The mere consideration of performing onstage gave me a nightmare that night. Anxiety was still lingering even after I opened my eyes. My psychiatrist suggested I should not take the offer if it gave me that much anxiety and fear. The doctor said now was the time to take care of myself and that I should turn down the offer. I agreed.


However, something at the corner of my mind was holding me back, similar to the feeling of some small hand slightly pulling my sleeves. “This is the stage that needs you. You always have dreamed about that. It is an opportunity to tell your story in front of people who want to hear it. The thoughts that have run wild countless times—as a musician, where is my stage? Maybe this is it.” Those thoughts seized my mind. I had to go up on that stage!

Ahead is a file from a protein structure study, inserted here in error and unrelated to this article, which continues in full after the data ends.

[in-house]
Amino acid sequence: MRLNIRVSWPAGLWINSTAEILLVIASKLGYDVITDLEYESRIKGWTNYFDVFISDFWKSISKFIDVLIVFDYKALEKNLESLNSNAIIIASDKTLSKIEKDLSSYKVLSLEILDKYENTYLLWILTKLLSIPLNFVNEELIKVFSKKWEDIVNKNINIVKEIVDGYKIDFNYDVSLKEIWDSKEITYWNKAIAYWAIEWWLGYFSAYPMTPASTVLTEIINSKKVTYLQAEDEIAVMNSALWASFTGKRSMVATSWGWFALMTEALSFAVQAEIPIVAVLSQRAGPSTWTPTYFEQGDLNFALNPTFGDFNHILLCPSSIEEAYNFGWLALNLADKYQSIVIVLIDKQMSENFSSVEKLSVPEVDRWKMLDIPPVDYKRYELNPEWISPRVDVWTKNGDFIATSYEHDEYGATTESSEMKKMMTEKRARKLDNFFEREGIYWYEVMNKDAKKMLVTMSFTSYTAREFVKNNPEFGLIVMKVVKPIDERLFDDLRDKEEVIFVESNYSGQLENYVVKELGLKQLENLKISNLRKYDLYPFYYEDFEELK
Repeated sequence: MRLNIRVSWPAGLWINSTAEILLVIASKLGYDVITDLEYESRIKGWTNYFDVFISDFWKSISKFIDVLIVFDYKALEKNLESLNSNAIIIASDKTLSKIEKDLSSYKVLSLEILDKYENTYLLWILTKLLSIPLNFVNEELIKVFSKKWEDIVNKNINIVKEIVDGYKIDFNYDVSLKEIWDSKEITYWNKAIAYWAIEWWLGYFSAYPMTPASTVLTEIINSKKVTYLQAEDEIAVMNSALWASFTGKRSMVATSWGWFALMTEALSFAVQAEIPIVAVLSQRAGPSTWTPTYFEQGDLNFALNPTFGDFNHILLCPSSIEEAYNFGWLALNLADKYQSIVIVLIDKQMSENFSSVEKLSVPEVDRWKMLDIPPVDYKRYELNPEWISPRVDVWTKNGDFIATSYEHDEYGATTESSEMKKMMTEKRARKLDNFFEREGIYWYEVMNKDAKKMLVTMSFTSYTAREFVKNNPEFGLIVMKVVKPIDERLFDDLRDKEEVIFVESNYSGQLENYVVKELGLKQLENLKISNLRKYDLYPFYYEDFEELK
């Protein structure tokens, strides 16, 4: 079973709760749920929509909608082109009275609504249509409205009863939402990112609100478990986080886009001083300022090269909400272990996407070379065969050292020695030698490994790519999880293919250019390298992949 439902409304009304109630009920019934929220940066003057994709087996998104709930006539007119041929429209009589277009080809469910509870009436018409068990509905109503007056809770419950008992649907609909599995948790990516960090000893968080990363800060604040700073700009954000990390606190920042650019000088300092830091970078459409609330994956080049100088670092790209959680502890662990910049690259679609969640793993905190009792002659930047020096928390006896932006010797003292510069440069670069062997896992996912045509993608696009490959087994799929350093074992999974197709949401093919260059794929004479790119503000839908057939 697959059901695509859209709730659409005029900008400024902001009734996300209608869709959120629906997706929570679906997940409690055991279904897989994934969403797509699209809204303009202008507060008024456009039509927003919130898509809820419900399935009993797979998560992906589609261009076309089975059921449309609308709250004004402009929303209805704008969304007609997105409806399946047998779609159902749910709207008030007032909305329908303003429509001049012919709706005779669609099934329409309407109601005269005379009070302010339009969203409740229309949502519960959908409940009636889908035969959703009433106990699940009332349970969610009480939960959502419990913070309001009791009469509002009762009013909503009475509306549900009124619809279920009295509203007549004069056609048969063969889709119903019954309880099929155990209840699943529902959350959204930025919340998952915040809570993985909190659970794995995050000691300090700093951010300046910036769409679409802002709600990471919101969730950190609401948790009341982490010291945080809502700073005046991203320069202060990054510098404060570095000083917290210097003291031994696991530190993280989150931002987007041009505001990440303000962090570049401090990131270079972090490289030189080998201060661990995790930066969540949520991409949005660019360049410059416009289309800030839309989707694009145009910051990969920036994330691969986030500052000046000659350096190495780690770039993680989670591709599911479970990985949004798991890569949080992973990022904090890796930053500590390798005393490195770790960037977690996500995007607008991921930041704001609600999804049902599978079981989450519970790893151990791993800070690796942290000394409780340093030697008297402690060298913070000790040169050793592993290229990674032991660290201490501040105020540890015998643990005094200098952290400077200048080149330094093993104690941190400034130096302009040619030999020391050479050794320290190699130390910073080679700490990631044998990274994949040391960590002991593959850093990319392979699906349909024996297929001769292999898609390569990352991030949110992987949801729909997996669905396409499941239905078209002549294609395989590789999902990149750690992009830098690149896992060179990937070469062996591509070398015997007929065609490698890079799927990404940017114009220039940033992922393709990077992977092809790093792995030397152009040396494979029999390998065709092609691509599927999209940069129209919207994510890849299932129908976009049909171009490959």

I was to perform on Sunday night in the last week of February during Eating Disorder Awareness Week, which meant I had about two months before the performance. That was enough time, but time flew without me practicing much because I had to prepare my students for audition-based college entrance exams. I did practice whenever I got time, but the singing practice was not the most important thing. What I was thinking about was which experiences related to my eating disorder I could share. I felt burdened and lacking in courage. Even worse, I suffered on quite a few days from the pain of reliving my trauma, while my anxiety intensified each day.